The dreaded curse of knowledge! <thunderclap> One of the few psychological phenomena that’s actually as scary as it sounds. If you’ve done any reading on cognitive biases, you’ve probably heard of it. Here’s a common definition:
“The curse of knowledge is a cognitive bias that occurs when an individual, communicating with other individuals, unknowingly assumes that the others have the background to understand.”
The key phrase is “unknowingly assumes.” In plain English, the curse of knowledge causes mistakes because it’s difficult to remember what life was like before you knew something.
The curse of knowledge strikes when you’re not looking. It sabotages you just when your knowledge is strongest, your confidence highest. It makes you misjudge how another person views, understands, or reacts to something, and because it’s inherently difficult to notice, it can cause real damage before you catch the mistake.
The curse of knowledge is especially dangerous for product people because we can’t do our jobs without true empathy and correct understanding of how other people think, from our customers to the C-suite. This post outlines some important ways the curse of knowledge afflicts product people in particular, with some insight from veteran product managers on how to stay vigilant.
The Curse of Customer Knowledge
When we focus on the same customer for an extended period of time, we need to consciously remember that like all things in life, our customers change. Their habits, goals, and challenges develop over time and therefore, our understanding of them and the solutions we build for them need to evolve as well.
-Lauren Kearney, Lead Product Manager, AI at Unity Technologies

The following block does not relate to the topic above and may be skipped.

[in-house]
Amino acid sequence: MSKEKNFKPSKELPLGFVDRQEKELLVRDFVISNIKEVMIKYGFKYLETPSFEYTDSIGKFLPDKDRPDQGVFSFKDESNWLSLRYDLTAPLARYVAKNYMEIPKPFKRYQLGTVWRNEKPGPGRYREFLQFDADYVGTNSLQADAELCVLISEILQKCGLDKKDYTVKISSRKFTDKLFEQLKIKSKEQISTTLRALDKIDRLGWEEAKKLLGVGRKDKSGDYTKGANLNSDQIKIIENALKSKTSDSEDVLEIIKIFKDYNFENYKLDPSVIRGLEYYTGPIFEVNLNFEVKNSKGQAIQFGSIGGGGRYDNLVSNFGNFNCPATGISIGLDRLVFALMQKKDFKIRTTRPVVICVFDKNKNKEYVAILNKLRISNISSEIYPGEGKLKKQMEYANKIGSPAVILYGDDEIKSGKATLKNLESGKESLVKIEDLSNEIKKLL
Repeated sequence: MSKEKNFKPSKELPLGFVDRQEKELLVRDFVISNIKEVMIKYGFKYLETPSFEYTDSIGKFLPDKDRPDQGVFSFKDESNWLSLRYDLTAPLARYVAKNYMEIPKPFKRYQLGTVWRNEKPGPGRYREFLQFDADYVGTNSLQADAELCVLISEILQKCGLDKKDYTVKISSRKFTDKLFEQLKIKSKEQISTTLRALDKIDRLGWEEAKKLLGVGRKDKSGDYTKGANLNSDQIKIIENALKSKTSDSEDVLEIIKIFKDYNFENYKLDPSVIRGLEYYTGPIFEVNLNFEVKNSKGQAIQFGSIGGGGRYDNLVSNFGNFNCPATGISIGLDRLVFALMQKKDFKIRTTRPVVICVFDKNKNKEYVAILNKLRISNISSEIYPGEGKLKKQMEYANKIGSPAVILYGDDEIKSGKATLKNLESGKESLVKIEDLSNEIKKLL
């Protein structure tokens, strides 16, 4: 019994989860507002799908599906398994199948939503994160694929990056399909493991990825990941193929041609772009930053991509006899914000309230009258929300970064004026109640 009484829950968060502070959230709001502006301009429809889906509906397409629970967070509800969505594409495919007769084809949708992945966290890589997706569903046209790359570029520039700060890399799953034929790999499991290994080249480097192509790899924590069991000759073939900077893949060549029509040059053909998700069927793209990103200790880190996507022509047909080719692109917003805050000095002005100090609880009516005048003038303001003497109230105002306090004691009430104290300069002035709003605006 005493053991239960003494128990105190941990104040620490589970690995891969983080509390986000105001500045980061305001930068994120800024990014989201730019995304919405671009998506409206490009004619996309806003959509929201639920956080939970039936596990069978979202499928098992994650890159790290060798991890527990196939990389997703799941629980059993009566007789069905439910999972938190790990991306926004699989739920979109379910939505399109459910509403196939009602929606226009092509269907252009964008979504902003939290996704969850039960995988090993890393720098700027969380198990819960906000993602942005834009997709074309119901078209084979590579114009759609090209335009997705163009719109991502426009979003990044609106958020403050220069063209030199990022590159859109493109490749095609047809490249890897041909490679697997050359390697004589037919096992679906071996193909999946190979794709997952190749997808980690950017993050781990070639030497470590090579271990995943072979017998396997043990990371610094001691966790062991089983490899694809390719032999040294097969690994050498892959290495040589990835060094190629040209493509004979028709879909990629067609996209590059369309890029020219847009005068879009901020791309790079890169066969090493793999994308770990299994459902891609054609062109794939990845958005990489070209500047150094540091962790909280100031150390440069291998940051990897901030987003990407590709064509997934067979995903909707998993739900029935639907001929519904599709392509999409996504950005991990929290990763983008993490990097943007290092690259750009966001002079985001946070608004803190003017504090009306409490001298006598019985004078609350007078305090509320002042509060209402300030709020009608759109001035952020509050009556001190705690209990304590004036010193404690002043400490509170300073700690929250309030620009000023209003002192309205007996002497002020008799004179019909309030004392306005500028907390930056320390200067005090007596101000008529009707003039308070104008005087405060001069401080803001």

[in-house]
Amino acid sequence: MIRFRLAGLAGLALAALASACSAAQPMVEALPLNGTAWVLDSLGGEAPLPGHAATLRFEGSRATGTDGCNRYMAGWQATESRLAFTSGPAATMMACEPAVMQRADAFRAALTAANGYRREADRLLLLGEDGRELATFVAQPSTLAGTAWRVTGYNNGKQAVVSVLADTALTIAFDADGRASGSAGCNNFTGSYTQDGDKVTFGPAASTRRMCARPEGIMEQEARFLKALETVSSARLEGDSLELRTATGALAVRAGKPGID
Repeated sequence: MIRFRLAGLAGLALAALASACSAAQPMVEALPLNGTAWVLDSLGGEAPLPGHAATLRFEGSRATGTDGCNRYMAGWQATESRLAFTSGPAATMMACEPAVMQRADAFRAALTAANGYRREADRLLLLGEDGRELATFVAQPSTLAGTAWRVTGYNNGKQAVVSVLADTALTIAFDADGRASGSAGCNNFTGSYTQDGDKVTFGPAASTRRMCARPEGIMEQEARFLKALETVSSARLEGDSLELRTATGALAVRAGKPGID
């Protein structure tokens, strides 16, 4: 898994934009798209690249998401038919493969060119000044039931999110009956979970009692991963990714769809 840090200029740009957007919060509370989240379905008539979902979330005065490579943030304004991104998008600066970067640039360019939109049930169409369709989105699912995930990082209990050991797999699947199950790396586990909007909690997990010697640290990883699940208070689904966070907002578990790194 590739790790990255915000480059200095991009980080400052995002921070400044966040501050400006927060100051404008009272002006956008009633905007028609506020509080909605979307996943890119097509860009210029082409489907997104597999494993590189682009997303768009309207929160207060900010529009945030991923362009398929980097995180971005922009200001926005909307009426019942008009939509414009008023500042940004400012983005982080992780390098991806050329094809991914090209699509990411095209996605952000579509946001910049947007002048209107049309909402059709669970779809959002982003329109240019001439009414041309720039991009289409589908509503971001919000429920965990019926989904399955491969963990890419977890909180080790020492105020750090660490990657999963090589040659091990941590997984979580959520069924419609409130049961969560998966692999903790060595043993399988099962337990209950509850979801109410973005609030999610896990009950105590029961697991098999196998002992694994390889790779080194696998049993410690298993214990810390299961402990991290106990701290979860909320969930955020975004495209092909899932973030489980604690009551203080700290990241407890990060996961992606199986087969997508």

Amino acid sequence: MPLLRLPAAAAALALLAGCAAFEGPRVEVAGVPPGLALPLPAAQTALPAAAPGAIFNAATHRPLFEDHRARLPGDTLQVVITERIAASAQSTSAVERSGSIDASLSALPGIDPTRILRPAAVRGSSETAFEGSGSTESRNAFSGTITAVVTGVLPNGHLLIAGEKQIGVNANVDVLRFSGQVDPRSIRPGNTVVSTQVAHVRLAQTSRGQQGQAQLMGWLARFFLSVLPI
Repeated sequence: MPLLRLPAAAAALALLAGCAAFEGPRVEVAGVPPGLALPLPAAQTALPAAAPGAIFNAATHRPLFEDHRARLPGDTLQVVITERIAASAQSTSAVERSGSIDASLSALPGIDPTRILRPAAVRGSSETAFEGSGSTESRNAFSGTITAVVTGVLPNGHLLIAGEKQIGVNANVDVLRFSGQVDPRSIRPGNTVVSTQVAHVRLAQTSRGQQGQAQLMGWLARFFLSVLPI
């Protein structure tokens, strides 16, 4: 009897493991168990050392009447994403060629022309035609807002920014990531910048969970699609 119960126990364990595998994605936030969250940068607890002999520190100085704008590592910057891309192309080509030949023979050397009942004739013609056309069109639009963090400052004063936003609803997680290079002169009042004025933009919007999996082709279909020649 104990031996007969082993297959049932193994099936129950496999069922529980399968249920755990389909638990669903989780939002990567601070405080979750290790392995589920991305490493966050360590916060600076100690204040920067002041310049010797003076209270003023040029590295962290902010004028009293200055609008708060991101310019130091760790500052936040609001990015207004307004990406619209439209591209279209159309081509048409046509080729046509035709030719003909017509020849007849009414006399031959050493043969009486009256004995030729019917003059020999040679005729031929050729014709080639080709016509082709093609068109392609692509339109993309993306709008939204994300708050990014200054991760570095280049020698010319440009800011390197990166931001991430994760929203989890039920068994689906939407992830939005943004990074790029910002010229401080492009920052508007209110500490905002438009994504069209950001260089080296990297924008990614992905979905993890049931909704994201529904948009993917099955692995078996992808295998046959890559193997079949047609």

Effective product people are experts on our customers, which makes us particularly susceptible to the curse of knowledge. When you’ve spent months or years studying the needs and habits of your customer, it’s nearly impossible to recreate the mindset of someone who only knows the basics.
The curse strikes when we unknowingly assume (there it is again!) that others have the same knowledge of our customers. If your team looks at you like you have three heads when you use shorthand generalizations like “Users don’t care about…” or they don’t see what’s so obvious about a proposal that you think is obviously supported by customer insights, you might be afflicted by the curse.
If you forget to provide adequate context about the customer, your team (including you) ends up confused, frustrated, and lost.
The curse of customer knowledge can also strike when you’re dealing with customers directly. If you’ve interviewed 14 data scientists who say similar things about their work, you might unknowingly assume the 15th knows what the others said. This feeling of familiarity can help build rapport with customers, but it can also blind you to the variety and overlooked aspects of their experiences, which is antithetical to good design.
We all know that the motivation behind the loudest voices, the most prolific but ultimately minority Yelp reviewers, is strong opinions – whether positive or negative. It’s the same intensity of emotional valence that drives NPS results.
As Product Managers, especially in B2B, we’re seduced by the ease of confirming our theories when we talk to the customers who are most willing to express their opinions. Instead, we need to resist this easy confirmation of bias, and exercise the discipline to track down a truly representative cohort of customers. Only then can we confidently identify the problems we need to solve.
-Jem Sweeney, Product Manager
How to break the curse of customer knowledge:
Keep your team apprised of customer and user insights as you uncover them, and be generous with context when you’re prioritizing, proposing a solution, or describing a problem.
During customer research, assume as little as you can about what the customer thinks or knows. Don’t short-circuit the process – be sure to understand the customer as they are, not as you might assume “customers” are. Even in contexts like B2B where users are often industry veterans, it can be surprising how much knowledge and perception varies when you don’t impose your own context.
The Curse of Organizational Knowledge
Anyone who has spent a meeting being buried under unfamiliar acronyms and jargon is a victim of the curse of organizational knowledge, and product managers are at particular risk of falling prey to it.